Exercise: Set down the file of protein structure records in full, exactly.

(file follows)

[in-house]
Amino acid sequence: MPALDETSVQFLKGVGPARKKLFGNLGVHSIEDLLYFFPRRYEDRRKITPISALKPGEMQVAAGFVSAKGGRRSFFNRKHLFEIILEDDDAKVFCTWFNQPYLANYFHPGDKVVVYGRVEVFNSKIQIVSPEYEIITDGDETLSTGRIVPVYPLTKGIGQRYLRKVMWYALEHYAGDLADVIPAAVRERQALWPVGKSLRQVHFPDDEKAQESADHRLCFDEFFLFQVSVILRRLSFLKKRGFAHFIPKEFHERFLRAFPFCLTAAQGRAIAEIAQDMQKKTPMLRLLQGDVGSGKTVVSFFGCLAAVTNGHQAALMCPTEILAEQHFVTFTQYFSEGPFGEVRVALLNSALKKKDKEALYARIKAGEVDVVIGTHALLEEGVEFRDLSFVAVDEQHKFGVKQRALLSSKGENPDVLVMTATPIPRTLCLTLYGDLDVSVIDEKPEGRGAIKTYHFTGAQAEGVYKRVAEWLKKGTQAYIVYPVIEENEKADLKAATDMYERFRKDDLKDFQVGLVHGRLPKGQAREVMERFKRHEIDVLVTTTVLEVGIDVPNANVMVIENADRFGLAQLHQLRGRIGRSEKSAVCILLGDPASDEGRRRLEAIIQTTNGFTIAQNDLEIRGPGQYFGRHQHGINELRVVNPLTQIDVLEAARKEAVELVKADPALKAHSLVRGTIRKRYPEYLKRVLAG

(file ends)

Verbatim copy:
[in-house]
Amino acid sequence: MPALDETSVQFLKGVGPARKKLFGNLGVHSIEDLLYFFPRRYEDRRKITPISALKPGEMQVAAGFVSAKGGRRSFFNRKHLFEIILEDDDAKVFCTWFNQPYLANYFHPGDKVVVYGRVEVFNSKIQIVSPEYEIITDGDETLSTGRIVPVYPLTKGIGQRYLRKVMWYALEHYAGDLADVIPAAVRERQALWPVGKSLRQVHFPDDEKAQESADHRLCFDEFFLFQVSVILRRLSFLKKRGFAHFIPKEFHERFLRAFPFCLTAAQGRAIAEIAQDMQKKTPMLRLLQGDVGSGKTVVSFFGCLAAVTNGHQAALMCPTEILAEQHFVTFTQYFSEGPFGEVRVALLNSALKKKDKEALYARIKAGEVDVVIGTHALLEEGVEFRDLSFVAVDEQHKFGVKQRALLSSKGENPDVLVMTATPIPRTLCLTLYGDLDVSVIDEKPEGRGAIKTYHFTGAQAEGVYKRVAEWLKKGTQAYIVYPVIEENEKADLKAATDMYERFRKDDLKDFQVGLVHGRLPKGQAREVMERFKRHEIDVLVTTTVLEVGIDVPNANVMVIENADRFGLAQLHQLRGRIGRSEKSAVCILLGDPASDEGRRRLEAIIQTTNGFTIAQNDLEIRGPGQYFGRHQHGINELRVVNPLTQIDVLEAARKEAVELVKADPALKAHSLVRGTIRKRYPEYLKRVLAG